Japan had by far the most varied fleet of submarines of World War II, including manned torpedoes (Kaiten), midget submarines (Ko-hyoteki, Kairyu), medium-range submarines, purpose-built supply submarines (many for use by the Army), long-range fleet submarines (many of which carried an aircraft), submarines with the highest submerged speeds of the conflict (Senkou I-201), and submarines that could carry multiple bombers (World War II's largest submarine, the Sentoku I-400). These submarines were also equipped with the most advanced torpedo of the conflict, the Type 95 torpedo, a 533 mm (21 in) version of the famous 610 mm (24 in) Type 93.
A plane from one such long-range fleet submarine, I-25, conducted the only aerial bombing attack on the continental United States when Warrant Flying Officer Nobuo Fujita attempted to start massive forest fires in the Pacific Northwest outside the town of Brookings, Oregon on September 9, 1942. Other submarines undertook trans-oceanic missions to German-occupied Europe, such as I-30, I-8, I-34, I-29 and I-52, in one case flying a Japanese seaplane over France in a propaganda coup. In May 1942, Type A midget submarines were used in the attack on Sydney Harbour and the Battle of Madagascar.
|Sinking of merchant shipping,
during World War II.
|United States||1,079||4.65 million|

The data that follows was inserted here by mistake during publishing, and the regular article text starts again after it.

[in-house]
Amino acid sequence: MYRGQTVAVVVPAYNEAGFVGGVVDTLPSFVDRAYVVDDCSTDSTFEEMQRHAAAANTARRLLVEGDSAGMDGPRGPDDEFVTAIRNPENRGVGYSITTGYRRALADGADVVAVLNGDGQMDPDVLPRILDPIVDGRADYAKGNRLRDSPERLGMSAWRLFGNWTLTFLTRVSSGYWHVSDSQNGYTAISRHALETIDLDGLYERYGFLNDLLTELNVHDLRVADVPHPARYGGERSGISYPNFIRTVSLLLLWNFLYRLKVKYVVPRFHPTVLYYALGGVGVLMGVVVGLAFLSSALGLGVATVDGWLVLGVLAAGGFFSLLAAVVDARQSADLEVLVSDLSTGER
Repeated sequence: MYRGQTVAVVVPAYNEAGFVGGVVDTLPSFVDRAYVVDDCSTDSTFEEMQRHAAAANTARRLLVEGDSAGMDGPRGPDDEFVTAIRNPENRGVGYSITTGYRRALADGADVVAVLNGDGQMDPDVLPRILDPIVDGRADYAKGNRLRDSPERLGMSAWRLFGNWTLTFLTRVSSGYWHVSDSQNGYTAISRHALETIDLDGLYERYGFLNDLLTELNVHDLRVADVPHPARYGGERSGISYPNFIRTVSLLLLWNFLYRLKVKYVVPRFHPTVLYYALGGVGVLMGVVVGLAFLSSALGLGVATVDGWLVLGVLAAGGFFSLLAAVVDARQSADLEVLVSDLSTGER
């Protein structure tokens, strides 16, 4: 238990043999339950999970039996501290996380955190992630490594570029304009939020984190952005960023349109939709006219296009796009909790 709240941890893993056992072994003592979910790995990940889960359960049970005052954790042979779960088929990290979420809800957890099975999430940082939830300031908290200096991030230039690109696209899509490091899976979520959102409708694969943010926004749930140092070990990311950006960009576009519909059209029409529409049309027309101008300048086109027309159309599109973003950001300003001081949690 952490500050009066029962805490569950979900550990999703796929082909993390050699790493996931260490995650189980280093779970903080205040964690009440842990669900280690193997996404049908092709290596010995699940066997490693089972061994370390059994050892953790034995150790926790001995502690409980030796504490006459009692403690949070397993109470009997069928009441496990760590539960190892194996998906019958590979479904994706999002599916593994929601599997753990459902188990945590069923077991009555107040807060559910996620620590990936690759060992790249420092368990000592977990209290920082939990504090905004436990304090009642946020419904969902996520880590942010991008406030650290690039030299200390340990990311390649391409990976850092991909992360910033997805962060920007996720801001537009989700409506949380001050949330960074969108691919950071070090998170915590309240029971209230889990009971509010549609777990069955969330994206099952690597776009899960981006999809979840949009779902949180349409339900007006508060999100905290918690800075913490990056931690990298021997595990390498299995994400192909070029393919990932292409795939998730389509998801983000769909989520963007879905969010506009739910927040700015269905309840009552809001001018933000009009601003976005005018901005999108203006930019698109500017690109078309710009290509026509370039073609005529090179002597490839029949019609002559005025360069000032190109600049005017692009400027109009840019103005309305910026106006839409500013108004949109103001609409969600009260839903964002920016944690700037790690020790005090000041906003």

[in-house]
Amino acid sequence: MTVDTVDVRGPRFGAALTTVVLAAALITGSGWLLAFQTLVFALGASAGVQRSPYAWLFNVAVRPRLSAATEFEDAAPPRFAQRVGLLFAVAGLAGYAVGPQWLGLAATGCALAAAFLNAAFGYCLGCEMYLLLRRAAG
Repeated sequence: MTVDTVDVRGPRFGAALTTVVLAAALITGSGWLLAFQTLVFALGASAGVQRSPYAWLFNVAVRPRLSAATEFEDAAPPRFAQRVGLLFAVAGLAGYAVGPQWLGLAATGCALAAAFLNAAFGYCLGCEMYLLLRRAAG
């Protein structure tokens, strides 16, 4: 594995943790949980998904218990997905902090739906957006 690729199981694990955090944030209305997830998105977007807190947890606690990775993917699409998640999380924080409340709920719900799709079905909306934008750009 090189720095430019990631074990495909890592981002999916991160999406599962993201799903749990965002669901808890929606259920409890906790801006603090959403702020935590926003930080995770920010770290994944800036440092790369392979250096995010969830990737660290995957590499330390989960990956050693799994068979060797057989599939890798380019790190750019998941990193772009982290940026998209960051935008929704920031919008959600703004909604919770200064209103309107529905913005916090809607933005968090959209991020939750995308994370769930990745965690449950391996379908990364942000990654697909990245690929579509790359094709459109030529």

Overall however, Japanese submarines were relatively unsuccessful. They were often used in offensive roles against warships (per Mahanian doctrine), which were fast, maneuverable and well-defended compared to merchant ships. In 1942, Japanese submarines managed to sink two fleet carriers (Yorktown and Wasp), one cruiser, and a few destroyers and other warships, and damage several others (aircraft carrier Saratoga). They were not able to sustain these results afterwards, as Allied fleets were reinforced and started using better anti-submarine tactics. By the end of the war, submarines were instead often used to transport supplies to island garrisons. During the war, Japan managed to sink about 1 million tons of merchant shipping (170 ships) with her 184 submarines, compared to 1.5 million tons for Britain (493 ships), 4.65 million tons for the US (1079 ships) and 14.5 million tons for Germany (2,000 ships) with her 1,000 U-Boats.